Increased natural gas use, higher prices mean utility bill sticker shock

By on February 6, 2014

As yet another frigid cold front blasts through South Texas, CPS Energy customers should be prepared to open substantially higher bills over the next three months, due to a confluence of factors: freezing temperatures and higher natural gas prices, plus rate and fee increases.

First, January was cold. Really cold. Nightime temps dipped below 40 degrees 17 times, and the average temp for the month was just above freezing, at 37.8 degrees. Last January, it was 43.1 – more than 5 degrees higher. February is shaping up to be colder than normal, too.

And the colder it is, the longer furnaces must stay on to heat your home, using higher volumes of natural gas (or more electricity, which is generated in part by natural gas).

In November, we advised that this winter would be more in line with a typical winter than last year’s mild winter, translating into higher bills. But the weather has been even colder than initially forecast.

Natural gas has also become more expensive–up to a third more than it cost just a month ago. Analysts say natural gas is at its highest price in at least three years. Why? Partly because of increased demand — see above. Frigid conditions across the country this winter have spurred demand. That has meant record natural gas storage withdrawals to meet that demand. Supplies of the heating fuel fell by a record amount last week on frigid temperatures,  reported the Wall Street Journal on Feb. 4, pushing prices even higher.

CPS Energy customers will see those higher prices reflected in the fuel adjustment charge on their bills, likely at least through April.

High gas prices may seem counter-intuitive given all the hype around the fracking boom that continues to spread across the country. But the bulk of drilling in the last few years has been for oil, not natural gas–and that’s because of the historically low prices gas has fetched in the past few years, when the boom first began.

Adding to the burden, state regulatory fees increased in December.  Those mandatory costs are passed through to customers as a regulatory adjustment charge on your utility bill, based on consumption. The rate increase approved by the San Antonio City Council last November also goes into effect this month.

What is not influencing the vast majority of bills is meter estimations, as was the case in late 2012 and part of last year, when a canceled meter reading contract led to an inordinately high number of meter estimations.  Some of those estimations led to incorrect bills.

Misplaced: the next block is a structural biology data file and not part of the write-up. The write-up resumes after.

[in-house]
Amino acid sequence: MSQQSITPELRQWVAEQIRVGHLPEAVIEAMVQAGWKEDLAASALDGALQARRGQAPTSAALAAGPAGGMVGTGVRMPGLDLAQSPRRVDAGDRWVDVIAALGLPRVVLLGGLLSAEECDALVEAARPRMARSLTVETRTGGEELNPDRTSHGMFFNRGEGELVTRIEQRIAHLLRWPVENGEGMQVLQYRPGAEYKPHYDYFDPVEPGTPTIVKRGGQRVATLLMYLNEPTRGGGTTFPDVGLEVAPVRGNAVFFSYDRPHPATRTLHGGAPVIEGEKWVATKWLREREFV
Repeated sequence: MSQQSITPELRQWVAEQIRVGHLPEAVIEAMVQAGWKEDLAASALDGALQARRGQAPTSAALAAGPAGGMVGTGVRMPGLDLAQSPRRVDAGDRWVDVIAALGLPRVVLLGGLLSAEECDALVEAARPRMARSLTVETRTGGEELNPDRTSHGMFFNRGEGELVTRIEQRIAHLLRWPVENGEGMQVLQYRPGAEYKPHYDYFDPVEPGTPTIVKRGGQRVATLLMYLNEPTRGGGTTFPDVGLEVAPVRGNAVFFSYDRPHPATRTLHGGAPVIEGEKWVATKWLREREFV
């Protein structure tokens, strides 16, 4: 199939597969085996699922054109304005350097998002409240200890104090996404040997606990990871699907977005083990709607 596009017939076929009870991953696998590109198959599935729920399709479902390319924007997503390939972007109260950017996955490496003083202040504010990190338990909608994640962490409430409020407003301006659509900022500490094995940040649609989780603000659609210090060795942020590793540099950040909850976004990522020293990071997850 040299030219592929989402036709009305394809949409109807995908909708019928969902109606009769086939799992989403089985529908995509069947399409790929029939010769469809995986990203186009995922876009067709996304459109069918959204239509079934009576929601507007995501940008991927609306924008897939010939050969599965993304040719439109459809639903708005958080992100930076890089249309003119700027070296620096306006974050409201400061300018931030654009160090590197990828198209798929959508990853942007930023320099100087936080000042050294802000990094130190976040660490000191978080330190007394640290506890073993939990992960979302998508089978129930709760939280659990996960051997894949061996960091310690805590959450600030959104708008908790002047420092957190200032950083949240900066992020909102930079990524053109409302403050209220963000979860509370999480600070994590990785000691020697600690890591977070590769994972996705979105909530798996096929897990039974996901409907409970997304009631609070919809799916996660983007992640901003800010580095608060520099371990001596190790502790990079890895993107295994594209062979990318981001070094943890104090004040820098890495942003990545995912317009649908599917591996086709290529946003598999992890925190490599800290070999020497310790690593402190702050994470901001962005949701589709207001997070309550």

All those errors were corrected by the middle of last year–and no customers ultimately paid for more power than they used. Today, estimates are back down to the industry standard of   1 -2 percent.

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Estimates are generally done when meters are inaccessible by locked gates, shrubbery or dogs. Like the industry as a whole, CPS Energy has always estimated between 1 and 2 percent of the more than 1 million meters it must read each month.

High bills can be a real hardship, and CPS Energy is committed to helping those in need.

CPS Energy expanded its Affordability Discount program, which helps qualified customers by reducing their monthly bill by $12.30 for gas and electric service.

There are other programs to help low income customers pay bills, including the Residential Energy Assistance Program, known as REAP. A partnership between CPS Energy, Bexar County and the City of San Antonio, REAP offers assistance with utility bills to those who qualify up to twice a year — once in the summer and once in the winter, when bills are highest.

The program is administered by the city’s Department of Human Services and Bexar County’s Department of Community Resources. Every dollar goes to those in need, because the city and county pay the administrative costs.

CPS Energy offers other ways to save energy and help reduce bills, too. Low income customers may be eligible for free weatherization measures through the Casa Verde program.

For those in the market for new appliances, look for the Energy Star label as a way to reap long-term savings. Rebates for insulation and other products to reduce energy use can be found at cpsenergysavers.com. The site includes free and low cost “quick tips” as well.

And while no one likes the sticker shock of a high utility bill, take heart. Even though groundhog Punxsutawney Phil may have predicted six more weeks of winter, South Texas temperatures will likely be balmy by March.

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